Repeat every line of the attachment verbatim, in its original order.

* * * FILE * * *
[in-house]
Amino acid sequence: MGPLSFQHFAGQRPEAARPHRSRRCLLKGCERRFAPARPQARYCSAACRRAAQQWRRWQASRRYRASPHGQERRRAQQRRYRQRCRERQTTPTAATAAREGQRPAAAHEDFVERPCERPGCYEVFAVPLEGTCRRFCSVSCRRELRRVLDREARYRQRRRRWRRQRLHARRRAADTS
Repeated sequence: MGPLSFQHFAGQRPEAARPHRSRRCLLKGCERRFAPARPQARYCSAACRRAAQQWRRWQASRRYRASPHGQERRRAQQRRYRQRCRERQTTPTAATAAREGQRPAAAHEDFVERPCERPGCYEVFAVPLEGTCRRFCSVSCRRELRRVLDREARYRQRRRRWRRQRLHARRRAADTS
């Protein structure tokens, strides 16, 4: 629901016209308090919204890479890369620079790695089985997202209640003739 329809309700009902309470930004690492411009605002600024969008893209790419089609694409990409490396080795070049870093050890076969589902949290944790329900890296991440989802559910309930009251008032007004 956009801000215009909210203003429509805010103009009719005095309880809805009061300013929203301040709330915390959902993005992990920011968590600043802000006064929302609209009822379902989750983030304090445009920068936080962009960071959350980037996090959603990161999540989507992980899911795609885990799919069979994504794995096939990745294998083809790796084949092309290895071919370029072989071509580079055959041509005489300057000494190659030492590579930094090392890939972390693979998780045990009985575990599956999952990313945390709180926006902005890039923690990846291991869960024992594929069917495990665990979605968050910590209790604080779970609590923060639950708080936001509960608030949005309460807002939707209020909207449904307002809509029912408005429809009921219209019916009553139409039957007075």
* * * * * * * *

[in-house]
Amino acid sequence: MGPLSFQHFAGQRPEAARPHRSRRCLLKGCERRFAPARPQARYCSAACRRAAQQWRRWQASRRYRASPHGQERRRAQQRRYRQRCRERQTTPTAATAAREGQRPAAAHEDFVERPCERPGCYEVFAVPLEGTCRRFCSVSCRRELRRVLDREARYRQRRRRWRRQRLHARRRAADTS
Repeated sequence: MGPLSFQHFAGQRPEAARPHRSRRCLLKGCERRFAPARPQARYCSAACRRAAQQWRRWQASRRYRASPHGQERRRAQQRRYRQRCRERQTTPTAATAAREGQRPAAAHEDFVERPCERPGCYEVFAVPLEGTCRRFCSVSCRRELRRVLDREARYRQRRRRWRRQRLHARRRAADTS
């Protein structure tokens, strides 16, 4: 629901016209308090919204890479890369620079790695089985997202209640003739 329809309700009902309470930004690492411009605002600024969008893209790419089609694409990409490396080795070049870093050890076969589902949290944790329900890296991440989802559910309930009251008032007004 956009801000215009909210203003429509805010103009009719005095309880809805009061300013929203301040709330915390959902993005992990920011968590600043802000006064929302609209009822379902989750983030304090445009920068936080962009960071959350980037996090959603990161999540989507992980899911795609885990799919069979994504794995096939990745294998083809790796084949092309290895071919370029072989071509580079055959041509005489300057000494190659030492590579930094090392890939972390693979998780045990009985575990599956999952990313945390709180926006902005890039923690990846291991869960024992594929069917495990665990979605968050910590209790604080779970609590923060639950708080936001509960608030949005309460807002939707209020909207449904307002809509029912408005429809009921219209019916009553139409039957007075």